Anyone interested in the origins of religious liberty in America will benefit from this excellent scholarship written very clearly. The introduction and appendix can bring you up to speed on the best current works on this topic. And it puts current religious liberty issues in very helpful perspective.

Trendy Tradition

Friday, July 19th, 2013

A couple of articles discussing the appeal of tradition among younger evangelicals have circulated the web this week. One of them, by Andrea Palpant Dilley, encourages traditional churches to be slow to abandon their traditional worship style and values if their primary motivation is attracting young people. Not all young folks want a contemporary worship experience. Or as she so eloquently expressed the matter:

Consider that some of us in time renew our appreciation for the strengths of a traditional church: historically informed hierarchy that claims accountability at multiple levels, historically informed teaching that leans on theological complexity, and liturgically informed worship that takes a high view of the sacraments and draws on hymns from centuries past.

Dilley is telling her own story; she avoids making any sweeping claims about trends toward tradition. The other article, “Young Evangelicals Are Getting High”, explains that young evangelical Christians “are going over to Catholicism and high Anglicanism/Lutheranism in droves.” And here’s why:

The kids who leave evangelical Protestantism are looking for something the world can’t give them. … theology; membership in a group that transcends time, place and race; a historic rootedness; something greater than themselves; ordained men who will be spiritual leaders and not merely listeners and buddies and story-tellers. … They are looking for true, deep, intellectually robust spirituality in their parents’ churches and not finding it.

I’m glad this discussion is still getting attention. You can’t talk about tradition for long before you start talking about history, and that makes this church historian very happy. But it’s not a new discussion, and the trend toward tradition isn’t new either. It was Robert Webber, back in 1999, who pointed out in Ancient-Future Faith that young evangelicals seem hungry for deep roots. (That’s when I joined the conversation.) Chris Armstrong reported for Christianity Today on the appeal of the early church for twenty-first century Christians in 2008. And I helped put together an issue of Leadership Journal called “Rediscovered Roots” in 2009.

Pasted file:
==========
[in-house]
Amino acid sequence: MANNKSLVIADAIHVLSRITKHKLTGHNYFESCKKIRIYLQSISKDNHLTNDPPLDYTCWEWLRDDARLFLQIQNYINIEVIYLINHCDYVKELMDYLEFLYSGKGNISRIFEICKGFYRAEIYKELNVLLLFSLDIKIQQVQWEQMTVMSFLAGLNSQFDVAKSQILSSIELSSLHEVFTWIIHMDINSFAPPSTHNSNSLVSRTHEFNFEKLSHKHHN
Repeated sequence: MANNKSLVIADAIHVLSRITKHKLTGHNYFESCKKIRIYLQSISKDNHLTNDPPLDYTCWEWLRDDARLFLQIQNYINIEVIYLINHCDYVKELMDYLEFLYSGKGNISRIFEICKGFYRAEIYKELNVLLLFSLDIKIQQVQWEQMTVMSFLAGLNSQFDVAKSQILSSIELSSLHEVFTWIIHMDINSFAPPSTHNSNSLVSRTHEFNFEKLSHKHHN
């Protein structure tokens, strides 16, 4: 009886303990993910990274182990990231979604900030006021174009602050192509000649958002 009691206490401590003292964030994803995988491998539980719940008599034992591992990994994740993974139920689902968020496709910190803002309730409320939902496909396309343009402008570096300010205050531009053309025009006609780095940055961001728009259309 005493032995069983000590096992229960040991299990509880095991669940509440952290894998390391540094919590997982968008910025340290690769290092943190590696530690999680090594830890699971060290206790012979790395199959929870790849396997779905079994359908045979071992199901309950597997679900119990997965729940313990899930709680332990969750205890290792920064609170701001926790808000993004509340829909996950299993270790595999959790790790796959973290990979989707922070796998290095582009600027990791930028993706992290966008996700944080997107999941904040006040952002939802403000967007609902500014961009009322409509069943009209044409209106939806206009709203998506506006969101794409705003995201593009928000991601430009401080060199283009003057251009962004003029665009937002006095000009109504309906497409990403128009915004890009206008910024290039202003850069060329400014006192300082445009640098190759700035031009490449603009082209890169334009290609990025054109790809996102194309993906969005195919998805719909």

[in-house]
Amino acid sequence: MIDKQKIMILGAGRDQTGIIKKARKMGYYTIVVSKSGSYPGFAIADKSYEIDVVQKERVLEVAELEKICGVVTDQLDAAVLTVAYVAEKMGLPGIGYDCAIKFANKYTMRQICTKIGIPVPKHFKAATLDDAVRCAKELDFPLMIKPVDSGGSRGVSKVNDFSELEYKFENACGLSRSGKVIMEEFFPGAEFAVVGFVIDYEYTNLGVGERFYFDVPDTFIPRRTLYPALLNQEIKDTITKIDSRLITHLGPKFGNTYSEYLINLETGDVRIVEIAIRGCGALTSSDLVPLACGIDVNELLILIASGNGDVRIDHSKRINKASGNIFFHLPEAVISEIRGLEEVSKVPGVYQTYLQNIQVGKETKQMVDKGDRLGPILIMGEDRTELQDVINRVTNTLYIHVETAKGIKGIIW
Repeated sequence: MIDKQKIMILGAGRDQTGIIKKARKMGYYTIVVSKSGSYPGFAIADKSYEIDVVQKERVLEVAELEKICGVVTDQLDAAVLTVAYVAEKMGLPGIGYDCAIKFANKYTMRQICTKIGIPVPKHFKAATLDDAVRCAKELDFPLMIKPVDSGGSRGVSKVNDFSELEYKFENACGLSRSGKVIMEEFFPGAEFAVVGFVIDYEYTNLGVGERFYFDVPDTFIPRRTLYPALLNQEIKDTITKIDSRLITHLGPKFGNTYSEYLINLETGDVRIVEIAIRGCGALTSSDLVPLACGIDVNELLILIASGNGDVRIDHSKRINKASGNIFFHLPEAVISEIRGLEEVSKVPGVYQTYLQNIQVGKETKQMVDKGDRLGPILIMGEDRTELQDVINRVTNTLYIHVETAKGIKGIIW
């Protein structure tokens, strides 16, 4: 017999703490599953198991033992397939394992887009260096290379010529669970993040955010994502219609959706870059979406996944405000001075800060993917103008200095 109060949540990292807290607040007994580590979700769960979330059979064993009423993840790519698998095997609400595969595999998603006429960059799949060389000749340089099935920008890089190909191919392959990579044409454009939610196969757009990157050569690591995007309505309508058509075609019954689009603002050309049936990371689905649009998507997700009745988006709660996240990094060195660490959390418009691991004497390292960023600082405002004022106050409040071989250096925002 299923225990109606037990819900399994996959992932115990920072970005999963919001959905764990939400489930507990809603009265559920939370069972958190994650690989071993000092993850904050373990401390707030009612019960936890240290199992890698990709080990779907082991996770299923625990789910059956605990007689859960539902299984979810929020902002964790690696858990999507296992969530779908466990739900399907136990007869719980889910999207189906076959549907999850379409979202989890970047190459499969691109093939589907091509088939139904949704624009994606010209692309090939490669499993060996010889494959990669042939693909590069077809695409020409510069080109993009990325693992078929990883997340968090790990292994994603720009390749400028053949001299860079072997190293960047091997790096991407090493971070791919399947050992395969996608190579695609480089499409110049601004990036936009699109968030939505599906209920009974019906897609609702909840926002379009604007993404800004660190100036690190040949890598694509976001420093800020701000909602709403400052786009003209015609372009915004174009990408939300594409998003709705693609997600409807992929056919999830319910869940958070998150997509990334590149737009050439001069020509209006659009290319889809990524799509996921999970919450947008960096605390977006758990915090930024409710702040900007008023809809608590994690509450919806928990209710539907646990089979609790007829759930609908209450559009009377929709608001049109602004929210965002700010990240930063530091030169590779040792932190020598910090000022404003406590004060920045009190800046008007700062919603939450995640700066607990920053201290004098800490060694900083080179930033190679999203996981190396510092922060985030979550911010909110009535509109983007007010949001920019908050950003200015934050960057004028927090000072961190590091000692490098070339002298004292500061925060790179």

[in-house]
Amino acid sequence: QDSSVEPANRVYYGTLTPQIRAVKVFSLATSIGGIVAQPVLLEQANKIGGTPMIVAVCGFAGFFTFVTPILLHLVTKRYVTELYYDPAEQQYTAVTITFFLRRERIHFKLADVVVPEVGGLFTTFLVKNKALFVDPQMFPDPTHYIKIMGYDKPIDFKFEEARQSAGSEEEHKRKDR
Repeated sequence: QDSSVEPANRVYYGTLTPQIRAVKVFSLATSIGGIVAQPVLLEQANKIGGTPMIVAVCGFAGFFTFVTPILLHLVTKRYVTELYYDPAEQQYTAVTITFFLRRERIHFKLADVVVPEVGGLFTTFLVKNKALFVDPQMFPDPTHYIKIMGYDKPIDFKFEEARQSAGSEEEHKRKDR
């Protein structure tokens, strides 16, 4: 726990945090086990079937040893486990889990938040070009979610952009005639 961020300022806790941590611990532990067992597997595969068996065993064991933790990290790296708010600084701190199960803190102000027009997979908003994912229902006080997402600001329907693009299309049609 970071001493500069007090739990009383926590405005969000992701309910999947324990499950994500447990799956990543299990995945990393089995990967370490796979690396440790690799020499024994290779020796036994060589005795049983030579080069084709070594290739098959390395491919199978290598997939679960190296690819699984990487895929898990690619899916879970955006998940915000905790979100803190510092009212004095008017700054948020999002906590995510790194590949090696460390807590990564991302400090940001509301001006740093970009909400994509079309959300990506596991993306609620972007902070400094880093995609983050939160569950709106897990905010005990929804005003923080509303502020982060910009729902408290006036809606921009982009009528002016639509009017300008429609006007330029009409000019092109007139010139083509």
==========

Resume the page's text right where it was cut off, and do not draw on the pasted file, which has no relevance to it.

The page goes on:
The story of movement away from low-church worship to liturgy is definitely a popular story. It’s my story (another day, perhaps). But it’s important to remember that the movement runs both ways. Lots of folks I know who now worship in low-church, nondenominational congregations grew up in Roman Catholic, Anglican, or otherwise liturgical churches. For them, what some outsiders consider rich tradition they themselves consider dead formalism. Many of my community college students grew up in Roman Catholic or Orthodox (Greek, Russian, you name it) churches and left having no idea what was going on in the worship services. These students are attracted to contemporary, nondenominational, informal worship experiences. (See this, for example.)

What is really fascinating to me is that it’s not only young evangelicals that are returning to tradition. Judaism and Islam are also encountering flocks of young faithful who want to recovery ancient practices—more Hebrew in the synagogue and more interest in sharia law, and so on. (See this great article for more.) It makes me wonder: is there anything in particular about our tradition, Christian tradition that appeals to young people? Or does my generation simply long for some connection, any connection, to the past?